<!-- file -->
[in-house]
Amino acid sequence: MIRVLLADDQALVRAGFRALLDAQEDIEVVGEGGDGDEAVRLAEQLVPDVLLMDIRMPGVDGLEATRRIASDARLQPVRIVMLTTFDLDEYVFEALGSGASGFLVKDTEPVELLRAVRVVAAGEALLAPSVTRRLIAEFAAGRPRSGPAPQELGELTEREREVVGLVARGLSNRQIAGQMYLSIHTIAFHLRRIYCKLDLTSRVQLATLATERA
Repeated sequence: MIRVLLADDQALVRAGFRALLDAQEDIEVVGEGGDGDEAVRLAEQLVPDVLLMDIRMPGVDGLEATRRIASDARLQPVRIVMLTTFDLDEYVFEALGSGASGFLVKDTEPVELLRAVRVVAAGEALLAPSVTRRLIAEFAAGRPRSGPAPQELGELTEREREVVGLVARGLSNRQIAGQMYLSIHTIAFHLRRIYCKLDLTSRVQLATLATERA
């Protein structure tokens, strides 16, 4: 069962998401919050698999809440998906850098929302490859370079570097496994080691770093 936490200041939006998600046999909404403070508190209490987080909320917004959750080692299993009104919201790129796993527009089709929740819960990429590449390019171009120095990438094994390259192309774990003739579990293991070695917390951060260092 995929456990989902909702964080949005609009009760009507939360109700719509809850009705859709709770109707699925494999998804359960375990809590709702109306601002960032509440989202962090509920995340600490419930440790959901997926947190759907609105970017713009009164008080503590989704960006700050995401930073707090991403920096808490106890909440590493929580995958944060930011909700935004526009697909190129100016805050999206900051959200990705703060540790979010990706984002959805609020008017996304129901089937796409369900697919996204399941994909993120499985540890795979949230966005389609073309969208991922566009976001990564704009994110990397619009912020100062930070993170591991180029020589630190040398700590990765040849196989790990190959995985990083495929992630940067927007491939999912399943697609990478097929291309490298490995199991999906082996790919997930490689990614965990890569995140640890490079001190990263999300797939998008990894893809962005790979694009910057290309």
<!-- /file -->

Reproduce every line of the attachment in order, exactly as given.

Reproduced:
[in-house]
Amino acid sequence: MIRVLLADDQALVRAGFRALLDAQEDIEVVGEGGDGDEAVRLAEQLVPDVLLMDIRMPGVDGLEATRRIASDARLQPVRIVMLTTFDLDEYVFEALGSGASGFLVKDTEPVELLRAVRVVAAGEALLAPSVTRRLIAEFAAGRPRSGPAPQELGELTEREREVVGLVARGLSNRQIAGQMYLSIHTIAFHLRRIYCKLDLTSRVQLATLATERA
Repeated sequence: MIRVLLADDQALVRAGFRALLDAQEDIEVVGEGGDGDEAVRLAEQLVPDVLLMDIRMPGVDGLEATRRIASDARLQPVRIVMLTTFDLDEYVFEALGSGASGFLVKDTEPVELLRAVRVVAAGEALLAPSVTRRLIAEFAAGRPRSGPAPQELGELTEREREVVGLVARGLSNRQIAGQMYLSIHTIAFHLRRIYCKLDLTSRVQLATLATERA
């Protein structure tokens, strides 16, 4: 069962998401919050698999809440998906850098929302490859370079570097496994080691770093 936490200041939006998600046999909404403070508190209490987080909320917004959750080692299993009104919201790129796993527009089709929740819960990429590449390019171009120095990438094994390259192309774990003739579990293991070695917390951060260092 995929456990989902909702964080949005609009009760009507939360109700719509809850009705859709709770109707699925494999998804359960375990809590709702109306601002960032509440989202962090509920995340600490419930440790959901997926947190759907609105970017713009009164008080503590989704960006700050995401930073707090991403920096808490106890909440590493929580995958944060930011909700935004526009697909190129100016805050999206900051959200990705703060540790979010990706984002959805609020008017996304129901089937796409369900697919996204399941994909993120499985540890795979949230966005389609073309969208991922566009976001990564704009994110990397619009912020100062930070993170591991180029020589630190040398700590990765040849196989790990190959995985990083495929992630940067927007491939999912399943697609990478097929291309490298490995199991999906082996790919997930490689990614965990890569995140640890490079001190990263999300797939998008990894893809962005790979694009910057290309």